Glutaraldehyde is covered by index number 605-022-00-X of Regulation (EC) № 1272/2008 in Annex VI, part 3, Table 3 (the list of harmonized classification and labeling of hazardous substances) and it is classified, amongst various other hazards, as a respiratory sensitizer.

Of course, the impact of the substance depends on its concentration. Products on the market typically contain solutions with a glutaraldehyde content ranging from 1-2.5%.

According to the CLP Regulation, glutaraldehyde ceases to be classified as a hazardous substance only when its concentration falls below 0.5%.

However, even at lower concentrations, it must still be listed on the label, which is not done by any manufacturer of “liquid CO2” products.

Therefore, if you are using it in your tanks, handle it with care. Glutaraldehyde is a potent irritant and may cause respiratory issues, skin sensitization, and eye damage if proper protective measures are not taken. In case of accidental contact, keep the bottle accessible when seeking medical assistance.

Does Liquid Carbon Equal to Carbon Dioxide (CO2)?

To make it short – no, it does not.

Carbon is a solid substance under normal environmental conditions (at 68°F (or 20°C) and 1 bar of pressure), while carbon dioxide is a gas that only exists in liquid form under high pressure (50 bar).

Therefore, Carbon dioxide can only be sold in gas cylinders under such pressure. As a result, the products in these advertisements cannot contain carbon dioxide in liquid form.

Does Liquid Carbon Contain Carbon Dioxide?

Glutaraldehyde has a molecular formula of C5H8O2. This shows that carbon and oxygen atoms are bonded with hydrogen atoms.

Breaking this bond requires energy. During this breakdown process, not all compounds fully decompose. From one molecule of glutaraldehyde, only 2 molecules of carbon dioxide are released.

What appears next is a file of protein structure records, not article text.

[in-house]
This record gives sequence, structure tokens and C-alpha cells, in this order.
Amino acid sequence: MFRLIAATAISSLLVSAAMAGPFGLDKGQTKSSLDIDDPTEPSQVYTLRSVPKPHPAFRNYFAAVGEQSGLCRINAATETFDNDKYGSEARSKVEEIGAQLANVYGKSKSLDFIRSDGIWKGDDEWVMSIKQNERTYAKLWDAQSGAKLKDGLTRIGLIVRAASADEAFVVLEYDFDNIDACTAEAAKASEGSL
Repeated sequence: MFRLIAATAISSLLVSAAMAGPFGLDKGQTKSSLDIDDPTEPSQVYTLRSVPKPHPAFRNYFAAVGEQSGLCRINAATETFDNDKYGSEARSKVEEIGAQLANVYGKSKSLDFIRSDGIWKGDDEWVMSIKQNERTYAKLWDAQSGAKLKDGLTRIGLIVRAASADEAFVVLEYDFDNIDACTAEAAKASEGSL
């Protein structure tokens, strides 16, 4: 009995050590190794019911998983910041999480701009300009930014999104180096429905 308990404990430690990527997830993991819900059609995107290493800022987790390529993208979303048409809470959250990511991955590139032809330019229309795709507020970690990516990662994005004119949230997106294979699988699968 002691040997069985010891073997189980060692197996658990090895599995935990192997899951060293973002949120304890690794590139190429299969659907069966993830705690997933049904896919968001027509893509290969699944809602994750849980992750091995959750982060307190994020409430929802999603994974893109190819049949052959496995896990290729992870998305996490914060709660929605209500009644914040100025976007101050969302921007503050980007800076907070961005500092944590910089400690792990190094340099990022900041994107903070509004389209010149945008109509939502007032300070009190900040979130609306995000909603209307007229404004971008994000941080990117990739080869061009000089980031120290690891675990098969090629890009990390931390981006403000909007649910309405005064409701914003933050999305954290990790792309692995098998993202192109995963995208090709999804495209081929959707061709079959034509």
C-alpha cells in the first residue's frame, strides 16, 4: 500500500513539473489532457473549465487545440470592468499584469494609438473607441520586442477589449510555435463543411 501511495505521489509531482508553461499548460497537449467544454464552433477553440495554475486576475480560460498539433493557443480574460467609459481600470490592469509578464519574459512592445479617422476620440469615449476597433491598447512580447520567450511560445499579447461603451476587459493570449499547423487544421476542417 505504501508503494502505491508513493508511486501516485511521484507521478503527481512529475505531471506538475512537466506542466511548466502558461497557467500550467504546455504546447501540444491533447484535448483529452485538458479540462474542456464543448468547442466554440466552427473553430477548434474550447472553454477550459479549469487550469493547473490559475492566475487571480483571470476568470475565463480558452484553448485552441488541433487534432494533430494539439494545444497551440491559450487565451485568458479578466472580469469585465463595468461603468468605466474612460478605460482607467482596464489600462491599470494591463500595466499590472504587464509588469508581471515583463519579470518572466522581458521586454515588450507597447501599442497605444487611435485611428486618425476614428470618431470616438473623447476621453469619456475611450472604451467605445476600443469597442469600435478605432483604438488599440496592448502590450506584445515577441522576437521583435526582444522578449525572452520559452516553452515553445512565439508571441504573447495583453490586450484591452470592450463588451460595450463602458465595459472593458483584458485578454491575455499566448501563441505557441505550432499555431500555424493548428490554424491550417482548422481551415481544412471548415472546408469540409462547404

Therefore, at the usual dosages used in aquariums, glutaraldehyde is not expected to significantly alter the CO2 content in the water. This can be confirmed through CO2 tests, which demonstrate that any CO2 formed from glutaraldehyde degradation is too minimal to measure and falls below levels necessary for biological plant growth.

In practical terms, solutions containing 1-2.5% glutaraldehyde typically contain 10-25 g/L of glutaraldehyde.

This equates to a CO2 concentration of 35.2-55 mg/L of the original solution. Consequently, a 100 ml bottle could generate between 3.52 and 5.5 mg/L of carbon dioxide. In other words, a 100 ml bottle of such a solution can only produce between 3.52 to 5.5 mg/L of carbon dioxide.

Even more, these numbers must then be divided by the volume of water. So, in practice, this result will be at least 2-3 times lower (1 – 1.8 mg/L)!

Such a low level of CO2 cannot even be detected by a CO2 test.

Note: For comparison, the optimal CO2 concentration in a planted aquarium is 15-30 mg/L. 

Thus, answering the question “Does Liquid Carbon Contain Carbon Dioxide?” I can say – yes, but indirectly and in very small quantities. Liquid CO2 produces so little actual CO2 that it has no real effect.

To optimize plant growth using CO2, you need to maintain a target level of at least 20 mg/L of CO2.

The problem though is that this amount is 10-15 times the dosage that acts as an algicide, 4-6 times the amount that is extremely toxic to invertebrates, and enough to cause the first symptoms of toxic poisoning and suffocation in fish.

Note: At recommended dosages, it will not harm fish.

How does Glutaraldehyde Affect Plants in Aquariums?

Glutaraldehyde is a toxin substance that cross-links (fixates) proteins on the outer surface of the cell membrane, thereby reducing its permeability.

Note: The permeability of the cell membrane is essential for metabolic exchange with the environment and communication between cells, akin to the immune or nervous systems in animals. When this metabolic exchange is blocked, the plant becomes “paralyzed,” and its growth rate decreases. This can range from mild to severe effects, and in some cases, the plant may cease growing altogether, melt, and die.

At lower concentrations, plants may still grow despite their weakened state. However, at a concentration of 5% glutaraldehyde solution and a dose of 1 ml per 50 liters of water per day, plants will exhibit clear signs of damage.